6.  But the things which viewed corporeally are unseemly, when viewed in regard to holy religion become venerable, so that they who blame such things will involve their own souls in the net of blame. Thus Michal reproves David for his dancing and says to him, How glorious was the king of Israel to day, who uncovered himself to day in the eyes of |347 his handmaids! And David answered her, It was before the Lord, which chose me before thy father, and before all his house to appoint me ruler over the people of the Lord, over Israel: therefore will I play before the Lord, and I will be yet more vile thus, and will be base in mine own sight, and of the maid-servants which thou hast spoken of, of them shall I be had in honour.

7.  David therefore did not shrink from female censure, nor was he ashamed to hear their reproaches for his religious service. For he played before the Lord as being his servant, and was the more pleasing to Him in that he so humbled himself before God, as to lay aside his royal dignity and to offer to God the very lowest ministry, as though he were a servant. She also who censured such dancing was condemned to barrenness and had no children by the king, that she might not bring forth a proud offspring; and so, as it turned out, she obtained no continuance of descendants or of good deeds.

8.  If any one is still doubtful, let him hear the testimony of the Gospel, for the Son of God said, We have piped unto you, and ye have not danced. Therefore were the Jews abandoned, because they danced not, nor clapped their hands, and the Gentiles were called in, who gave to God spiritual applause. The fool foldeth his hands together and devoureth his own flesh, that is, he entangles himself in corporeal matters, and devours his own flesh, like prevailing death, 11 and so he shall not find eternal life. But the wise man, who so holds up his works that they may shine before his Father Which is in heaven, has not consumed his flesh but has raised it to the grace of the resurrection. This is that glorious dance of the wise man which David danced, and thus by the loftiness of his spiritual dancing he ascended even to the throne of Christ, that he might see and hear the Lord saying to his Lord, Sit Thou on My right hand!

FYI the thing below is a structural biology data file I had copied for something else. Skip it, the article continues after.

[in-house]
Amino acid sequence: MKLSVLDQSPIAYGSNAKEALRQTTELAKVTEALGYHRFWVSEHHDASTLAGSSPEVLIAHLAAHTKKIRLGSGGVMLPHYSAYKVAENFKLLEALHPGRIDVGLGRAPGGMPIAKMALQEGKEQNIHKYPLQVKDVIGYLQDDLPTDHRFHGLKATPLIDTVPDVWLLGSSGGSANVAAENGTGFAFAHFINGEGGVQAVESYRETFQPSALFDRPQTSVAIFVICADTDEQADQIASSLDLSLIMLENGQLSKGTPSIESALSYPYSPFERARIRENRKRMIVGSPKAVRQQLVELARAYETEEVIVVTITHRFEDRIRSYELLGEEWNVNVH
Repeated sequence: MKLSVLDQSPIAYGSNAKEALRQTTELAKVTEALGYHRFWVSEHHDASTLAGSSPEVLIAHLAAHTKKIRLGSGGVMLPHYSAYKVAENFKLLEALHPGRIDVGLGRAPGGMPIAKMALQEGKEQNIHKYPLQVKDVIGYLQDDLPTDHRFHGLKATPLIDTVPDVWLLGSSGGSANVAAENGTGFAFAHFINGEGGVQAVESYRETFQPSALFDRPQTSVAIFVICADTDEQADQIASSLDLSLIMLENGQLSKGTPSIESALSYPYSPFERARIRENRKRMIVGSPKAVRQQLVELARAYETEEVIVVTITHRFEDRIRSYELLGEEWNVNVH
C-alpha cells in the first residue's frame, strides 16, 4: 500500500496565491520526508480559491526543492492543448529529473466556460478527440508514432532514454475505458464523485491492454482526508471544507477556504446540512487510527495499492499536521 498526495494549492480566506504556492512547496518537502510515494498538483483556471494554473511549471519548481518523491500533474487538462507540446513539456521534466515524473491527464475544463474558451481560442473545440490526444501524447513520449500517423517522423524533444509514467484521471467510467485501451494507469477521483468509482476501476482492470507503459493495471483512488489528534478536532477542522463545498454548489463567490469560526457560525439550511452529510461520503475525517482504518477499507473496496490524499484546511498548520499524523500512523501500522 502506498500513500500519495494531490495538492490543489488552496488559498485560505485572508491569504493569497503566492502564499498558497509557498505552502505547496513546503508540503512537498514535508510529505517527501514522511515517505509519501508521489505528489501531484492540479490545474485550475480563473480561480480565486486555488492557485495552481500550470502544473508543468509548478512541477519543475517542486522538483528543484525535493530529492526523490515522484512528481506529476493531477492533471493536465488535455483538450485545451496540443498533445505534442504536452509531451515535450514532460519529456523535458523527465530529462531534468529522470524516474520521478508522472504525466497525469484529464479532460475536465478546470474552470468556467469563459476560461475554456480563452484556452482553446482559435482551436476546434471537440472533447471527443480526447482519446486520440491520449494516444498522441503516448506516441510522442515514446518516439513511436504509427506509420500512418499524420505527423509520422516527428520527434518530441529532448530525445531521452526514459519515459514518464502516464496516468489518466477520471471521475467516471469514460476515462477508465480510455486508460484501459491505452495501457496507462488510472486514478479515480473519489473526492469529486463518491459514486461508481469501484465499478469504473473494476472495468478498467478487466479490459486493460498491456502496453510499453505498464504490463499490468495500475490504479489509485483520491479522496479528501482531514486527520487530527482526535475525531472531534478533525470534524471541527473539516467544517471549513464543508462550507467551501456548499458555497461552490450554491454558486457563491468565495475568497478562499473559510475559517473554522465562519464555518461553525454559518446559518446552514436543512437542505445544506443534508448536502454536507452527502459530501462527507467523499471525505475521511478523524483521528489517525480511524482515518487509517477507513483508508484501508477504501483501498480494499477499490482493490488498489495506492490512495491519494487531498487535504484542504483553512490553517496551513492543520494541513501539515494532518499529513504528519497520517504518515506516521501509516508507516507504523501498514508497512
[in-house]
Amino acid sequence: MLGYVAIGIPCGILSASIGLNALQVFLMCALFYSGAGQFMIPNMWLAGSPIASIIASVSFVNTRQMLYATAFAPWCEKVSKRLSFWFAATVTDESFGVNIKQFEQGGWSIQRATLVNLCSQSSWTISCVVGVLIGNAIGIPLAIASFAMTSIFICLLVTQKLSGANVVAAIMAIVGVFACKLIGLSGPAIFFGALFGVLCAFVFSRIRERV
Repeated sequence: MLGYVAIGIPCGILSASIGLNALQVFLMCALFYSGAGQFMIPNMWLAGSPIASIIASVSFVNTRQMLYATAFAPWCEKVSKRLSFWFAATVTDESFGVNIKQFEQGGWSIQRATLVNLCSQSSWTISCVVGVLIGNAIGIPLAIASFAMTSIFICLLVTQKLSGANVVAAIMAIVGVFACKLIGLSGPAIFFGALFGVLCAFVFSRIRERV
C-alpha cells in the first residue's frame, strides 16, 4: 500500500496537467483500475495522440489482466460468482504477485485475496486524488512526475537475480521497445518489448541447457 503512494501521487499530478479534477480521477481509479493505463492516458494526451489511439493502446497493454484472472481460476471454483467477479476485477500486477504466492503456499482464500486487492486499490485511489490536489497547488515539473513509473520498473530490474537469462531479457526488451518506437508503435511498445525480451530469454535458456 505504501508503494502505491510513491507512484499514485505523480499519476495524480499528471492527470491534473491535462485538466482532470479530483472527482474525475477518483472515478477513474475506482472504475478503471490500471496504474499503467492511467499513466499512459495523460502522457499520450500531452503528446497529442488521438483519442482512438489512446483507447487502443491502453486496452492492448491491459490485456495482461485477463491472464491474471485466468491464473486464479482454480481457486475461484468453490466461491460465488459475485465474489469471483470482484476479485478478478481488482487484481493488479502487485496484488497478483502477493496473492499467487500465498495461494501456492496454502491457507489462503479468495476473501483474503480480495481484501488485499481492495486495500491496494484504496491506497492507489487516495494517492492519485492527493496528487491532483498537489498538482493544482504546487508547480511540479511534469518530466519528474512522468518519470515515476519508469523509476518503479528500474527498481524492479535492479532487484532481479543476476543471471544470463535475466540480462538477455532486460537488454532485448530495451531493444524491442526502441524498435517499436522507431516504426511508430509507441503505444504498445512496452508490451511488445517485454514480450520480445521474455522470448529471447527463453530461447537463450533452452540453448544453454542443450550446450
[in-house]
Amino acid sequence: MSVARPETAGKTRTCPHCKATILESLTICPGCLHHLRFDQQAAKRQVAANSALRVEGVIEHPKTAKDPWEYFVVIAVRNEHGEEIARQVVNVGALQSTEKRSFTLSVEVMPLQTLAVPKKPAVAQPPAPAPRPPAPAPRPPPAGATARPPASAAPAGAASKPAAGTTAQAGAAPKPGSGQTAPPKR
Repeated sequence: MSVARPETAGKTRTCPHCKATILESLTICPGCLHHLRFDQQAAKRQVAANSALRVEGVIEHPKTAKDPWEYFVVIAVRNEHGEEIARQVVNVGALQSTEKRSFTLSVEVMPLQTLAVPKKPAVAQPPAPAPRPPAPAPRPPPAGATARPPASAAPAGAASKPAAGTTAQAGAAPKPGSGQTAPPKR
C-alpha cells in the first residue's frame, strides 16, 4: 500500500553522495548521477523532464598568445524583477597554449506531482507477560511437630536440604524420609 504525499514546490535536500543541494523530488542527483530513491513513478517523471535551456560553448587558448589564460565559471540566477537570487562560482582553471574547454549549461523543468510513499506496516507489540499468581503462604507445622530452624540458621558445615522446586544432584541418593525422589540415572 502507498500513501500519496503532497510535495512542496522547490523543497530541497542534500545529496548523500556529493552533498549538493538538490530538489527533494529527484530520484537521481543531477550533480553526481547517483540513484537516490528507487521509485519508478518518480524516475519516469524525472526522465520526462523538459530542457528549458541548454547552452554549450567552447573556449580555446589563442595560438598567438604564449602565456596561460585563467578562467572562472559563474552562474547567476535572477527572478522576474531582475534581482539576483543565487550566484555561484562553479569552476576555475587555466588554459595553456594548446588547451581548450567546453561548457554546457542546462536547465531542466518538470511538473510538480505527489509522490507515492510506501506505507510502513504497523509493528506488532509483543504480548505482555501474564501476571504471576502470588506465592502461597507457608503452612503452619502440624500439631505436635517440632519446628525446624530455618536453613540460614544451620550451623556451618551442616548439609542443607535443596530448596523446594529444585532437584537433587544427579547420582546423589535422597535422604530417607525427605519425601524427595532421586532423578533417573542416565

9.  Now if you are of opinion that this interpretation of the dancing has not been made unreasonably, do not spare yourself the trouble of reading a little further, in order that we may consider together the case of Isaiah, how, as is well known to you, he was uncovered, not in mockery but |348 gloriously, in the sight of the assembled people, as one who reported with his own mouth the oracles of God.

10.  But perhaps it may be said, Was it not then disgraceful for a man to walk wholly uncovered through the people, seeing that he must be met both by men and women? Must not the sight itself have shocked the eyes of all, especially of women? Do not we ourselves generally shrink from looking upon naked men? And are not men's persons concealed by garments that they may not offend the eyes of beholders by an unseemly spectacle?

11.  In this I also acquiesce; but consider what it was this act represented, and what was set forth under this outward show; it was, that the young men and maidens of the Jews should be led away prisoners, and walk naked, like as My servant Isaiah, it is said, hath walked naked and barefoot. This might also have been impressed in words, but God chose to render it more expressive by example, that the sight itself might thus strike greater terror, and what they shrunk from in the person of the prophet, that they might dread for themselves. In which of the two then does the baseness most shock us; in the person of the prophet, or in the sins of those unbelievers which deserved to fall into this great misery of captivity?

12.  But what if there was nothing worthy of reproach in the prophet's body? He indeed alluded not to corporeal but to spiritual things; for in his ecstasy of mind he says, not I will hearken what I shall say, but, what the Lord God shall say in me. Nor does he consider whether he is naked or clothed. Again, Adam before his sin was naked, but knew not he was naked, because he was endued with virtue; after he had committed sin he saw that he was naked, and covered himself. Noah was uncovered, but he blushed not, because he was full of gladness and spiritual joy, while he who derided him for being naked, himself remained subject to the disgrace of perpetual baseness. Joseph too, that he might not be basely uncovered, left his garment, and fled away naked; now which of the two was base in this instance, she who kept another's garment, or he who put off his own?